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Drie roze chrysanten. Photomechanical print.


Drie roze chrysanten. Photomechanical print.



Public domain image related to botany, botanical artwork, free to use, no copyright restrictions image - Picryl description

This large AI-assisted collection comprises about 60,000 images of botanical drawings and illustrations. It spans from the 14th to 19th century. As of today, we estimate the total number of botanical illustrations in our archive as 200,000 and growing. The "golden age" of botanical illustration is generally considered to be the 18th and 19th centuries, a time when there was a great deal of interest in botany and a proliferation of botanical illustrations being produced. During this period, many of the great botanical illustrators of the time, such as Maria Sybilla Merian, Pierre-Joseph Redouté, and John James Audubon, were active and produced some of the most iconic and influential botanical illustrations of all time. In addition to being used for scientific purposes, botanical illustrations were also highly prized for their beauty and were often used to decorate homes and other public spaces. Many of the most famous botanical illustrations from this period are still admired and collected today for their beauty and historical significance. All large Picryl collections were made possible with the development of neural image recognition. We made our best to reduce false-positive image recognition to under 5%.

Ogawa Kazumasa (1860–1929) was a Japanese photographer, printer, and publisher who was instrumental in the development of the collotype process in Japan. He was born in Tokyo and began his career as a photographer in the 1880s, working primarily in the studio of Ueno Hikoma. In 1888, he founded his own photography studio, the Ogawa Shashin Seihanjo, which became one of the most successful and influential studios in Japan. In addition to his work as a photographer, Ogawa was also a skilled printer and publisher. He was one of the first photographers in Japan to experiment with the collotype process, a printing technique that allowed for high-quality reproductions of photographs. He established the Tokyo Collotype Company in 1894, which became one of the leading printing companies in Japan. Ogawa was also an important figure in the development of the art of photogravure in Japan. He published a number of books featuring photogravure prints, including "The Fifty-Three Stations of the Tokaido" (1896) and "The Flowers of Japan" (1899). These books were highly influential and helped to establish photogravure as a respected art form in Japan. Throughout his career, Ogawa was committed to promoting photography as an art form and to preserving traditional Japanese culture through his work. He died in 1929, but his legacy continues to influence Japanese photography and printing to this day.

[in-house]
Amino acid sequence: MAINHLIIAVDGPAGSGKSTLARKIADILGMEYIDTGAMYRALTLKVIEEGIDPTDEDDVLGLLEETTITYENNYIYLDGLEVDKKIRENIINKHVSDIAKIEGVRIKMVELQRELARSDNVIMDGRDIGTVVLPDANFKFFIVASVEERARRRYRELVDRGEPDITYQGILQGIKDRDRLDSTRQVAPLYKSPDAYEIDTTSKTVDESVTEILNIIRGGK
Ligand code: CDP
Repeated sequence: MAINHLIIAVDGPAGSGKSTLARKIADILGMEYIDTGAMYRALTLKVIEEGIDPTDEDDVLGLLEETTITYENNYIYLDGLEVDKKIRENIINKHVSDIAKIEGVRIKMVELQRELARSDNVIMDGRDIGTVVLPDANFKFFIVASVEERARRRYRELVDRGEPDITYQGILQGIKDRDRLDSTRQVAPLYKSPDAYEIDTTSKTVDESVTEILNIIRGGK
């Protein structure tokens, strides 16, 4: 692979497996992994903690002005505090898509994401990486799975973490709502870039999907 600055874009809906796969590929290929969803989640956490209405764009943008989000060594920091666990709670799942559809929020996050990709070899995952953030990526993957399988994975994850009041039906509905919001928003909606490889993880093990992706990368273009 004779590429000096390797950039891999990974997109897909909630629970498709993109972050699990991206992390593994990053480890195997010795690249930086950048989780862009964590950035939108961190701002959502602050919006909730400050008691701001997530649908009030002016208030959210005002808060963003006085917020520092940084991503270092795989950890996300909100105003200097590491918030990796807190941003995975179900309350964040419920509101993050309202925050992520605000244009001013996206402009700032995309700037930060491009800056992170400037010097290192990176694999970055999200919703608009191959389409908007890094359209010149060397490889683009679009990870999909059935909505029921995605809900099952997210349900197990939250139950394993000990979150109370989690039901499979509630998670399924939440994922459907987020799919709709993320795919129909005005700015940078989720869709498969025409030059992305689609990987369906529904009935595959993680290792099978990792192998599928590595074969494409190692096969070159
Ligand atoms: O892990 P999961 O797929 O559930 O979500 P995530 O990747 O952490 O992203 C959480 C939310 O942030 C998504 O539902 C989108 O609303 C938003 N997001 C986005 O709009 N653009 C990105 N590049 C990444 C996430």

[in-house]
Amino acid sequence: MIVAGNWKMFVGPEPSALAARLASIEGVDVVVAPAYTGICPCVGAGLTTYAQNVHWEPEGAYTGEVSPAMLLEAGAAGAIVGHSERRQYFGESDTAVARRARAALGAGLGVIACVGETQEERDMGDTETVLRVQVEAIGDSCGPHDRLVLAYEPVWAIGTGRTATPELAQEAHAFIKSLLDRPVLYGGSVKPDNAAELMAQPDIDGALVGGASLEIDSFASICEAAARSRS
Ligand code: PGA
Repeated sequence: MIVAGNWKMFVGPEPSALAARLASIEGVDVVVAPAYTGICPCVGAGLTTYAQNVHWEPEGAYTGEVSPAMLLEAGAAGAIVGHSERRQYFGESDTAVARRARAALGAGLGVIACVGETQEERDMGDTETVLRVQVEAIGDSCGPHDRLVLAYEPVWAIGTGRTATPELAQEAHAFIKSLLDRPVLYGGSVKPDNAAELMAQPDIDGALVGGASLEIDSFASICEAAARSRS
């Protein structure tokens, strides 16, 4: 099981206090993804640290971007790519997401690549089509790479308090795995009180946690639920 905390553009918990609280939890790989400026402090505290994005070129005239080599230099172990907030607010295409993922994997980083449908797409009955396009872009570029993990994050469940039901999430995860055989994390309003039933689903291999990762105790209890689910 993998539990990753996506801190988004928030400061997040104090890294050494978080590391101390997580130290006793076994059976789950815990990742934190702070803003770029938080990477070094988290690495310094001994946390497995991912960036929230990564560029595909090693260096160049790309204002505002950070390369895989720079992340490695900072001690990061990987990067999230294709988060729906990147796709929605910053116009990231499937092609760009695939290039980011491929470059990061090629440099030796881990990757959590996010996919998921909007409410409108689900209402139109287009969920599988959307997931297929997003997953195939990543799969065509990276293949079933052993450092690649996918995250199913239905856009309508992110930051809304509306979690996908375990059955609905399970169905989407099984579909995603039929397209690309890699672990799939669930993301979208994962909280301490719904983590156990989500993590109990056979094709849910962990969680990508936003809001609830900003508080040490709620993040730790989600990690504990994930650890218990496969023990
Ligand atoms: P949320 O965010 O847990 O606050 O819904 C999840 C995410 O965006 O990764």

1887 - 1897



Copyright info

Creative Commons CC0 1.0 Universal Public Domain Dedication ("CCO 1.0 Dedication")

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